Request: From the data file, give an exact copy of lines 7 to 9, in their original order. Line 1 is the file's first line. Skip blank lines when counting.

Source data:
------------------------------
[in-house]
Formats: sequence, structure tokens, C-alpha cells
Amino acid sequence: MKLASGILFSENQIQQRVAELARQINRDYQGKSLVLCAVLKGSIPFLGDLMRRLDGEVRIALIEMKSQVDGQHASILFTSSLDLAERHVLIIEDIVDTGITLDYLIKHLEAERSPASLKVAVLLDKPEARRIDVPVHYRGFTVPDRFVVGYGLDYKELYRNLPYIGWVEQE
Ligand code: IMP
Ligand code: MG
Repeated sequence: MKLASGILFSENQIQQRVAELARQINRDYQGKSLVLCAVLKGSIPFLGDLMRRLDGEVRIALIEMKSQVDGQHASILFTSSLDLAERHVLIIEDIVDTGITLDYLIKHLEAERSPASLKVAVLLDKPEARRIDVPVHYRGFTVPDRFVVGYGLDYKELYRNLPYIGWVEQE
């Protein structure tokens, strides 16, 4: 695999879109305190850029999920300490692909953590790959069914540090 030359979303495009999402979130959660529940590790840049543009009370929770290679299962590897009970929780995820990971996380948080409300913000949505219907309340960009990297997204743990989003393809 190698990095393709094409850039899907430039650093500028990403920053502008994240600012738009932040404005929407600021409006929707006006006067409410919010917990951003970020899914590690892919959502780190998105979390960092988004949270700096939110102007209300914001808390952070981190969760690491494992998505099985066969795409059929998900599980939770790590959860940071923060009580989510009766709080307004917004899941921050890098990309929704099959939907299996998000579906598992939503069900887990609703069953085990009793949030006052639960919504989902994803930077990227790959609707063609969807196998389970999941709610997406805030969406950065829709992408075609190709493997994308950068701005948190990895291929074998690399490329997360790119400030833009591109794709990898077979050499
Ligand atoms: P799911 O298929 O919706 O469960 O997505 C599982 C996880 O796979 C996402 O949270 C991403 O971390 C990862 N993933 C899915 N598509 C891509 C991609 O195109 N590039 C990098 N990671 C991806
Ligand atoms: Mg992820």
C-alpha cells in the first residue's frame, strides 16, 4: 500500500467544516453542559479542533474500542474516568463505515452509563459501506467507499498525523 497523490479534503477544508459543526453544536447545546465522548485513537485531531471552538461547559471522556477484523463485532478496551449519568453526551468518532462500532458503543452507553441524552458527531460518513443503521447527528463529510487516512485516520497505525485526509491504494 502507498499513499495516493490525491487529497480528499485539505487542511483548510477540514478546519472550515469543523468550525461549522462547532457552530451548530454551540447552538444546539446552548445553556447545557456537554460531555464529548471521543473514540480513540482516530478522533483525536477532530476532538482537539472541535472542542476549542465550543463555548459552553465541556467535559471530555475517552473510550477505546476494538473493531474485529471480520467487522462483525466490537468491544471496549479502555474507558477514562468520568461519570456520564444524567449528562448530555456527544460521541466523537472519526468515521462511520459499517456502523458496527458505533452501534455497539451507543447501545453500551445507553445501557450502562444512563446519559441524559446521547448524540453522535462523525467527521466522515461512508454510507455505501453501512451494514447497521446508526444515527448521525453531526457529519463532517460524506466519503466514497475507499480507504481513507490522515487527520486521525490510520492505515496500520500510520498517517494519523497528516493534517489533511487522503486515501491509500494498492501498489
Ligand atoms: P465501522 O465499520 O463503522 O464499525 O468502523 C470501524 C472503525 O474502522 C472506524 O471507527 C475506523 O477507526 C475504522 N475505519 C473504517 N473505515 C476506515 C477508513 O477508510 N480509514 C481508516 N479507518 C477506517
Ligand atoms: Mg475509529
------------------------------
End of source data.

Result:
């Protein structure tokens, strides 16, 4: 695999879109305190850029999920300490692909953590790959069914540090 030359979303495009999402979130959660529940590790840049543009009370929770290679299962590897009970929780995820990971996380948080409300913000949505219907309340960009990297997204743990989003393809 190698990095393709094409850039899907430039650093500028990403920053502008994240600012738009932040404005929407600021409006929707006006006067409410919010917990951003970020899914590690892919959502780190998105979390960092988004949270700096939110102007209300914001808390952070981190969760690491494992998505099985066969795409059929998900599980939770790590959860940071923060009580989510009766709080307004917004899941921050890098990309929704099959939907299996998000579906598992939503069900887990609703069953085990009793949030006052639960919504989902994803930077990227790959609707063609969807196998389970999941709610997406805030969406950065829709992408075609190709493997994308950068701005948190990895291929074998690399490329997360790119400030833009591109794709990898077979050499
Ligand atoms: P799911 O298929 O919706 O469960 O997505 C599982 C996880 O796979 C996402 O949270 C991403 O971390 C990862 N993933 C899915 N598509 C891509 C991609 O195109 N590039 C990098 N990671 C991806
Ligand atoms: Mg992820």